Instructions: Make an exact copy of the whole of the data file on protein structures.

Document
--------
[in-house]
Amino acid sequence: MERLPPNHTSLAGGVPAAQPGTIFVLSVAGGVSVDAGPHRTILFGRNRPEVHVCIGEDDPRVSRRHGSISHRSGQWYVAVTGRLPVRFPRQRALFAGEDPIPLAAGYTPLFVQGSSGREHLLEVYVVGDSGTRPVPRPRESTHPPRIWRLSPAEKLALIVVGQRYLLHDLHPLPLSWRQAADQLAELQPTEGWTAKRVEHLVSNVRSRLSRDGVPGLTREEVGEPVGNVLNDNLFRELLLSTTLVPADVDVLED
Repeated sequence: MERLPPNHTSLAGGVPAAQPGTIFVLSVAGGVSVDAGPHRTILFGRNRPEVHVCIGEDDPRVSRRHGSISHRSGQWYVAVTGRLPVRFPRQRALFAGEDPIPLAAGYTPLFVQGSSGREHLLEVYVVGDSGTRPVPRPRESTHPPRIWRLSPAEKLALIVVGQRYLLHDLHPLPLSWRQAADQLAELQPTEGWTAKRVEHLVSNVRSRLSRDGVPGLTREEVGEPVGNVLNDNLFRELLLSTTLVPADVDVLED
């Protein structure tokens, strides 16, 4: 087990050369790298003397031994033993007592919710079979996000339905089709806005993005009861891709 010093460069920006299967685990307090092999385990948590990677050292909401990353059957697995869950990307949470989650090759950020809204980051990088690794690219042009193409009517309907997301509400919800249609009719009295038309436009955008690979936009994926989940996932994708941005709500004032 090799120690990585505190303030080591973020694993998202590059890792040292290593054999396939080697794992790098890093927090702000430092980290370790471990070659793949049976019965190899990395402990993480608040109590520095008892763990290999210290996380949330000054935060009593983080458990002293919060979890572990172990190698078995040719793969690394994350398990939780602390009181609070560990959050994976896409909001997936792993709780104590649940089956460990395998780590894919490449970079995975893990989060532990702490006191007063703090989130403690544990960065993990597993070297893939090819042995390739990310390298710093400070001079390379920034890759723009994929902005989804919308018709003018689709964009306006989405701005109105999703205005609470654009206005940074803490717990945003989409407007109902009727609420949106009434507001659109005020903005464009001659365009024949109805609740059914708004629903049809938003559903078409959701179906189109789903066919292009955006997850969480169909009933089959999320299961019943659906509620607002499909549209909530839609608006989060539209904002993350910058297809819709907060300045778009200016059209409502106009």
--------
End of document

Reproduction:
[in-house]
Amino acid sequence: MERLPPNHTSLAGGVPAAQPGTIFVLSVAGGVSVDAGPHRTILFGRNRPEVHVCIGEDDPRVSRRHGSISHRSGQWYVAVTGRLPVRFPRQRALFAGEDPIPLAAGYTPLFVQGSSGREHLLEVYVVGDSGTRPVPRPRESTHPPRIWRLSPAEKLALIVVGQRYLLHDLHPLPLSWRQAADQLAELQPTEGWTAKRVEHLVSNVRSRLSRDGVPGLTREEVGEPVGNVLNDNLFRELLLSTTLVPADVDVLED
Repeated sequence: MERLPPNHTSLAGGVPAAQPGTIFVLSVAGGVSVDAGPHRTILFGRNRPEVHVCIGEDDPRVSRRHGSISHRSGQWYVAVTGRLPVRFPRQRALFAGEDPIPLAAGYTPLFVQGSSGREHLLEVYVVGDSGTRPVPRPRESTHPPRIWRLSPAEKLALIVVGQRYLLHDLHPLPLSWRQAADQLAELQPTEGWTAKRVEHLVSNVRSRLSRDGVPGLTREEVGEPVGNVLNDNLFRELLLSTTLVPADVDVLED
């Protein structure tokens, strides 16, 4: 087990050369790298003397031994033993007592919710079979996000339905089709806005993005009861891709 010093460069920006299967685990307090092999385990948590990677050292909401990353059957697995869950990307949470989650090759950020809204980051990088690794690219042009193409009517309907997301509400919800249609009719009295038309436009955008690979936009994926989940996932994708941005709500004032 090799120690990585505190303030080591973020694993998202590059890792040292290593054999396939080697794992790098890093927090702000430092980290370790471990070659793949049976019965190899990395402990993480608040109590520095008892763990290999210290996380949330000054935060009593983080458990002293919060979890572990172990190698078995040719793969690394994350398990939780602390009181609070560990959050994976896409909001997936792993709780104590649940089956460990395998780590894919490449970079995975893990989060532990702490006191007063703090989130403690544990960065993990597993070297893939090819042995390739990310390298710093400070001079390379920034890759723009994929902005989804919308018709003018689709964009306006989405701005109105999703205005609470654009206005940074803490717990945003989409407007109902009727609420949106009434507001659109005020903005464009001659365009024949109805609740059914708004629903049809938003559903078409959701179906189109789903066919292009955006997850969480169909009933089959999320299961019943659906509620607002499909549209909530839609608006989060539209904002993350910058297809819709907060300045778009200016059209409502106009």